solve all the problems in one fell swoop, we can try to address these problems.â€? Deputy City attorney James Anderson Jr. warned council members that the additional raise could cost more that Lumumbaâ€™s estimate because of workerâ€™s compensation insurance and overtime payments. He also said it could result in legal problems if some workers made more than their supervisors. Ward 1 Councilman Quentin Whitwell then made a motion to decrease Lumumbaâ€™s proposed raises to 75 cents an hour because of the additional costs, and council members passed the motion. The council, Ward 2 Councilman Chokwe Lumumba is pushing for more however, has yet to pass raises for low-paid city employees for fiscal-year 2012. next yearâ€™s budget and the raise may not make it to the final version. Whitwell also pushed to fund a study Johnson expressed concerns about how to improve Parham Bridges Park, which is in the last-minute raise would affect other areas his ward. He pulled back his motion, when of the budget. â€œIf we are going to try to im- Johnson said that it would overlap work that prove the pay of lower-paid workers, we are the city was already doing, and suggested that going to need more time to assess it,â€? Johnson Whitwell help form community partnerships said. â€œIf not, we are going to run into some BUDGET WARS, see page 7 problems in terms of litigation.â€?
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â€œIt wouldnâ€™t be a political memoir but a book about lessons of leadership in a mega-disaster.â€? â€”Gov. Haley Barbour at an Aug. 29 press conference regarding his plans after he leaves office.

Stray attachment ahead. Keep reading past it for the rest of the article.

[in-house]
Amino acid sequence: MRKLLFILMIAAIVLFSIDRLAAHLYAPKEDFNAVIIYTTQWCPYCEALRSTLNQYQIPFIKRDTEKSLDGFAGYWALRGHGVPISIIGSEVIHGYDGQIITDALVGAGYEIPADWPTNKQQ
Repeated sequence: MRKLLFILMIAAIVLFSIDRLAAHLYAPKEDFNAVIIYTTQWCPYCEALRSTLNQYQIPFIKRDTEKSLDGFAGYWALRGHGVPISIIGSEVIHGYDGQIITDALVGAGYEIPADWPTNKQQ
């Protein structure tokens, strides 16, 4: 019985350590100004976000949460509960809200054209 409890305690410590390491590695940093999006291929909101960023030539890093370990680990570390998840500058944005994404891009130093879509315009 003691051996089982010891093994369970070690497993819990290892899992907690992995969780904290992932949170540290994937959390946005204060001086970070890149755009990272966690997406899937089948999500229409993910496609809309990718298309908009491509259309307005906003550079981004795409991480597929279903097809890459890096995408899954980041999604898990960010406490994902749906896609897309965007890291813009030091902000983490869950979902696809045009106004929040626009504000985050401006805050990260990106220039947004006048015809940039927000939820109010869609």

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news, culture & irreverence
BUDGET WARS, from page 6
for Parham Bridges Park like the Fondren community had done to build Fondren Park. The Ward 1 councilman rescinded his original motion, and Johnson promised to take care of park maintenance when alerted of the issues. “It was obvious that there wasn’t an appetite for just singling out one park among my colleagues, and I respect that,” Whitwell said. “The mayor assured me that there is plenty of money in the budget for him to get employees and staff to handle upkeep and landscaping at Parham Bridges.” Ward 3 Councilman Kenneth Stokes proposed that the city hire a stenographer to transcribe meetings, but that motion failed. Stokes expressed concern that the city clerk’s office was not providing detailed meeting minutes and wanted an account of meetings similar to court transcripts. “If you come up with a transcript of some of our meetings that are three hours long, it’s going to be difficult to produce the minutes,” Johnson said. Jackson City Clerk Brenda Pree told council members that her office’s budget includes the purchase of an agenda software program called NovusAgenda that will allow the clerk’s office to go paperless. The software provides a searchable database by topic or date so that the public can access meeting minutes. Pree said that the software will cost $38,000 over the course of five years, which would include a maintenance agreement. “Right now what we have is working for